This map shows Waverley, Massachusetts in the center. I understand that it is a neighborhood, not a city or town. McLean Hospital, Belmont, which specializes in mental health is directly across Pleasant Street from Waverley on a hilly campus that is empty space on the map. At bottom right in this view, within ritzy private Mount Auburn Cemetery, the "Ca-- C" of neighboring public Cambridge Cemetery is visible from behind the inset border.

          On this smaller scale map centered on Cambridge, Waverley/Belmont is in the West. Cambridge Cemetery is along the Charles River below the Route 2 symbol. The Clarkson home is near Pearl Street and the river directly below the red pushpin. South End Grounds, home of the Boston NL club during Clarkson's major league career, was near the R in 'Roxbury', now a short walk across the river from Pearl Street. (but which bridges were in place then? Anyway, I don't know whether the Clarkson family still lived there when John was on the team.) Much younger brother Walter Clarkson, AL 1904-1908, pitched for Harvard University whose athletic grounds already were and still are at the H in 'Harvard'. (I live in Watertown, upstream, near the N in 'N Beacon Street'.)

          Tim Keefe and Joe Kelley were also born in Cambridge. Keefe retired to Cambridge and a house that is still standing, practically neighboring Harvard University on the East. Keefe is buried in Cambridge Cemetery, near Clarkson. They are both in family plots.

          Comment


          • #6
            --To answer the hypothetical anyway, I probably would not support a murderer during his lifetime. If he was a clearly deserving Hall of Famer I probably would support him once he passed. If a player had already been inudcted I would not support their removal for any non-baseball crime.

            Comment


            • #7
              I would tend to doubt such a player would be elected today. On the other hand, how much does murdering your wife bear on whether or not you were a great ballplayer?

              As distasteful as some people's inductions might be, if the Hall wants to honor the greatest players in its history, it needs to do that, even if that means holding its nose from time to time.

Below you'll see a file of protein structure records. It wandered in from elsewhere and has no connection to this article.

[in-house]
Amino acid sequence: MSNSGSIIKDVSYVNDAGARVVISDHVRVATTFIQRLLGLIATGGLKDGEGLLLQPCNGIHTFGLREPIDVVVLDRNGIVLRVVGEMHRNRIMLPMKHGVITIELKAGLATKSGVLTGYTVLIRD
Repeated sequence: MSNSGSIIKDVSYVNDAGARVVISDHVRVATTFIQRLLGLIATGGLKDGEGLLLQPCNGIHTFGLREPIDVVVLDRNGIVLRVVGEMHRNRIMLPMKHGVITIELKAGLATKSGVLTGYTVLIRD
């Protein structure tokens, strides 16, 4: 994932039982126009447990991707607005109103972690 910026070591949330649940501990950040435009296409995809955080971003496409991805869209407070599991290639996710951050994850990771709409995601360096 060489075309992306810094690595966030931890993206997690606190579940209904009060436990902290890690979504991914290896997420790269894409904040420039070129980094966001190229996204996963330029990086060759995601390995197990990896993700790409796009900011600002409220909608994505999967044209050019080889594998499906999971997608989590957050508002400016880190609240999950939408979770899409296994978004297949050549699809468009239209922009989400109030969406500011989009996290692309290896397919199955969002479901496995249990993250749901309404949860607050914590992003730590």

The Hall could, conceivably, induct an individual but not invite that person to the induction ceremony, thus making a public statement on a person's character and disassociating itself from the individual, while still maintaining the historical integrity of its selections.
              "It is a simple matter to erect a Hall of Fame, but difficult to select the tenants." -- Ken Smith
              "I am led to suspect that some of the electorate is very dumb." -- Henry P. Edwards
              "You have a Hall of Fame to put people in, not keep people out." -- Brian Kenny
              "There's no such thing as a perfect ballot." -- Jay Jaffe

              Comment


              • #8
                Originally posted by Paul Wendt View Post
                The card on file at Cambridge Cemetery gives place of death Waverly MA and another official record (loc. by Dick Thompson) gives Belmont MA.
                Clarkson died at McLean Psychiatric Hospital on February 4, 1909. I believe he had been a resident there since leaving Michigan in March 1906.

                Comment


                • #9
                  I did not read every thread in the Murderers in the Hall thread. I, therefore, was misinformed but not perpetuating misinformation despite knowing to the contrary. Thanks for jumping to conclusions, Mac, and thanks to the others for debunking that here as I hadn't seen it before.

                  Comment

                  Ad Widget

                  Collapse
                  Working...
                  X